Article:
I associate luxury with simplicity and relaxation, not having to pull off to the side of the road and hunt through menus to perform basic functions. My printer likes to disconnect from my computer every few weeks and I have to go through all kinds of frustration to get it working again. Who needs the equivilent of that crap in a luxury car? That alone would have driven me back to a Chevy dealer, and now this stuff is in the lower price cars.
I recently read a comment in Forbes magazine indicating that the next generation Fusion would NOT have a touch screen due to consumer frustration with excessive complication. That kind of caught me off guard, and I don’t consider Forbes a good automotive source. But, I hope they are correct.
Let me guess that you have a windows computer.
I program for a living, so I sympathize completely. The “We Must Computerize Everything” mentality has gone absolutely bananas, way beyond the admitted practical benefits such as in engine controls & active suspensions, which are complex enough as it is. And smart phones already do most of the stuff carmakers are trying to in the dash console, like navigation, & better as well.
My main problem with modern Cadillacs? Their unintuitive, alphabet-soup model names! Benzes & BMW are easy by comparison.
I bet you have an HP 1522.
Great comment and I feel the same way but see it as more of a problem on the newer Cadillacs.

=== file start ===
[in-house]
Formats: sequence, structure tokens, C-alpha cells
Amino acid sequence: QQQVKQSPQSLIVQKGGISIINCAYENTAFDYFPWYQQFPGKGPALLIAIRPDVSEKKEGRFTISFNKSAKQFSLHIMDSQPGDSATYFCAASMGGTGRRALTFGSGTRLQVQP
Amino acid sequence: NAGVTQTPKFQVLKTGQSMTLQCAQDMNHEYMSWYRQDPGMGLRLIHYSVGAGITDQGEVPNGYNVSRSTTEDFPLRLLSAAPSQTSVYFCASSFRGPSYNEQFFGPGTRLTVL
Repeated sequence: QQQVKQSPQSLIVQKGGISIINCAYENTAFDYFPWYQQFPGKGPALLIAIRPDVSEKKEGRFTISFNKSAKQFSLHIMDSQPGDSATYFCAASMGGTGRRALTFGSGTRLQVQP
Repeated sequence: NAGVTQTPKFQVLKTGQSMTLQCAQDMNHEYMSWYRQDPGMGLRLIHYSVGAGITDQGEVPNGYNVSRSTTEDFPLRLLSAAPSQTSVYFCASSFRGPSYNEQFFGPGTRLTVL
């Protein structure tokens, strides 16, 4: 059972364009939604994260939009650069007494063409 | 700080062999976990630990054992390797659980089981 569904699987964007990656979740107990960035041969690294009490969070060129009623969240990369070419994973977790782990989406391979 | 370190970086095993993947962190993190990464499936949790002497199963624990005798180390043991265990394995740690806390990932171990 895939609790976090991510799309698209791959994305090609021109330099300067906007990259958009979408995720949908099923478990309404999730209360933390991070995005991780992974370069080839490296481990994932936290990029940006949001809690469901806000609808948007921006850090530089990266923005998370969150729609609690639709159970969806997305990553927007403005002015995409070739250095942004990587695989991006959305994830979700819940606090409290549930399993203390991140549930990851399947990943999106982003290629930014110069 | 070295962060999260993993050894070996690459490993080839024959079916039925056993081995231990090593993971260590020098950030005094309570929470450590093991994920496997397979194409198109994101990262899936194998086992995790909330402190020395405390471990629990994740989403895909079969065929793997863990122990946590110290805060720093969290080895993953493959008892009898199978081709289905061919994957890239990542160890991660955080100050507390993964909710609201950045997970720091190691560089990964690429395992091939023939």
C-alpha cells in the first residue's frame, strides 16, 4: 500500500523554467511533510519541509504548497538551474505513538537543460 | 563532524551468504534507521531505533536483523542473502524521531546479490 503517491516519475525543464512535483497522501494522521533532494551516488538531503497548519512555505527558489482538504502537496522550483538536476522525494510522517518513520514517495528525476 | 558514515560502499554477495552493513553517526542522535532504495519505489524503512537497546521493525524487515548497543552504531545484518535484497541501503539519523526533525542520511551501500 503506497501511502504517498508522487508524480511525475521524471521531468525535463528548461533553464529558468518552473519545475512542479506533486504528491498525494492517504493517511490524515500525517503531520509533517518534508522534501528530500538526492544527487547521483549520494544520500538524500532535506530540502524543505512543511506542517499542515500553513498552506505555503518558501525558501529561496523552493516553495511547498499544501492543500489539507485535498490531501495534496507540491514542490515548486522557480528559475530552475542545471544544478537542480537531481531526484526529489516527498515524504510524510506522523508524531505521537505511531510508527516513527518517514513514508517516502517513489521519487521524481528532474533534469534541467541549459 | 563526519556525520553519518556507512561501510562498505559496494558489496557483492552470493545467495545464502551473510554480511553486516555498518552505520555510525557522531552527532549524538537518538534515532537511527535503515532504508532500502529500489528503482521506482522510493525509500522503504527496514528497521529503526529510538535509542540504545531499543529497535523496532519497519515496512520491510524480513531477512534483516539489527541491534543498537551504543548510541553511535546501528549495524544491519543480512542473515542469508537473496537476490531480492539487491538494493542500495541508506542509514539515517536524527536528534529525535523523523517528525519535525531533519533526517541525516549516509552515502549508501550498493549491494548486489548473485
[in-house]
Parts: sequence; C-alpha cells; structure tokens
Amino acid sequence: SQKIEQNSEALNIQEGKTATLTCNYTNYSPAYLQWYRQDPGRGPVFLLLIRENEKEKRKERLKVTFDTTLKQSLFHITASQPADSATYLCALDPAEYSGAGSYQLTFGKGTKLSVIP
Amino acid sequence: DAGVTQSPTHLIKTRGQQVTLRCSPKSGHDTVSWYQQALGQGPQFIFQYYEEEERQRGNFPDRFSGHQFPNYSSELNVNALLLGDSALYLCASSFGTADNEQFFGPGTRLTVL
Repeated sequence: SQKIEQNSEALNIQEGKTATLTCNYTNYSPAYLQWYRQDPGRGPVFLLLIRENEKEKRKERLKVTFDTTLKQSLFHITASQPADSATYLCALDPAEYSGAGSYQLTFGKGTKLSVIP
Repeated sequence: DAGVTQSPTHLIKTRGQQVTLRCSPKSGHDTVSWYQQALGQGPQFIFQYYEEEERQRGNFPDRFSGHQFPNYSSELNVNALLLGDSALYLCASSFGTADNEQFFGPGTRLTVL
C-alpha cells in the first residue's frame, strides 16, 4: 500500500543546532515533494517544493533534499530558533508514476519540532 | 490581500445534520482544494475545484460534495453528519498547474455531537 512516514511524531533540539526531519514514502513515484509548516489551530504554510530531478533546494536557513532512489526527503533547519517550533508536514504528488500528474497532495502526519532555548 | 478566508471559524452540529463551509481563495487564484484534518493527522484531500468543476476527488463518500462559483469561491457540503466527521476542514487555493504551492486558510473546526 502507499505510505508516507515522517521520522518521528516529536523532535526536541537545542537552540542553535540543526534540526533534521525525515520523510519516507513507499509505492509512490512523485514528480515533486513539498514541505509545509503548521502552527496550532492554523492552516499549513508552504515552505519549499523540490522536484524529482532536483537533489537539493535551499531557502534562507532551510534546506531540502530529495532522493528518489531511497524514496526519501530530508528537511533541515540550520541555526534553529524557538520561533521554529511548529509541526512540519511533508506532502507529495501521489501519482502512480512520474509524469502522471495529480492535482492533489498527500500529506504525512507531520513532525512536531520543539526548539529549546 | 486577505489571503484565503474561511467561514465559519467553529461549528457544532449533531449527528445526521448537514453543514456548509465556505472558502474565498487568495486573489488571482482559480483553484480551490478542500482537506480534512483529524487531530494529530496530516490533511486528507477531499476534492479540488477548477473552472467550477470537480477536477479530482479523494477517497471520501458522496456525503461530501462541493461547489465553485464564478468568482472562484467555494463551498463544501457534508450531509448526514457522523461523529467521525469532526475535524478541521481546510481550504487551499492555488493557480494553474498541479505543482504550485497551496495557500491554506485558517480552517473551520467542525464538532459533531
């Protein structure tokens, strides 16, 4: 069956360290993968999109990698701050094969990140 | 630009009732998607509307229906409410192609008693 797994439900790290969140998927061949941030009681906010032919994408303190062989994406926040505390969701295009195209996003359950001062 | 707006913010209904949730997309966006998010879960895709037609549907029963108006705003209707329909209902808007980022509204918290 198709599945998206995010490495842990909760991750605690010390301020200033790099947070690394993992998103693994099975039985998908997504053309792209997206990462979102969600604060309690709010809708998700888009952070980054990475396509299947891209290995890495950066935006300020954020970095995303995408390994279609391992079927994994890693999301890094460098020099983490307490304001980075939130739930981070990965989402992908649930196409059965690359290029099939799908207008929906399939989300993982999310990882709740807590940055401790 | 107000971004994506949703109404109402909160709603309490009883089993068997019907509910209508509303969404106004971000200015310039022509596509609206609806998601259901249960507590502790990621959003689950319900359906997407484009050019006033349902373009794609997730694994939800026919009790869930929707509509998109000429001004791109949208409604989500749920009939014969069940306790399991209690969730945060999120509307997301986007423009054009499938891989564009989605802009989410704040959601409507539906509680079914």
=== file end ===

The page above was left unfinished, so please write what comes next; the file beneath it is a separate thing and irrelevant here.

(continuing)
The heated and ventilated seat controls are right next to the temperature knobs on HVAC panel.
Maybe it required going through the screens to program the heated seats to come on automatically with the remote start or something, but not to just turn them on.
That might have been it Carmine. Sorry to overstate it!
Having just acquired a 2007 SRX, if any of your writers would like to come around and do an article on mine, let me know.
A co-worker had this car, though I was never was in it. I long assumed that it corrected the main failing of the original CTS which was a non-funtional backseat. Now, it appears that this car simply covered the same space as the CTS – but wasn’t as good and lacked the buzz. I always wondered why the STS did so poorly, now I know.
I have a little time in the current CTS, and the backseat seems functional – and I’m 6’1″. That truely assured that is was time for the STS to go.
Why on earth they didn’t build the Chinese version for the U.S. market is beyond me. As much as they screwed up on this one, I would have gone a completely different direction. Heck, expand the wheel base 6 inches, make the V-8 standard, ditch the DTS years earlier and call this the flagship. It could not be any worse than the approach that GM chose.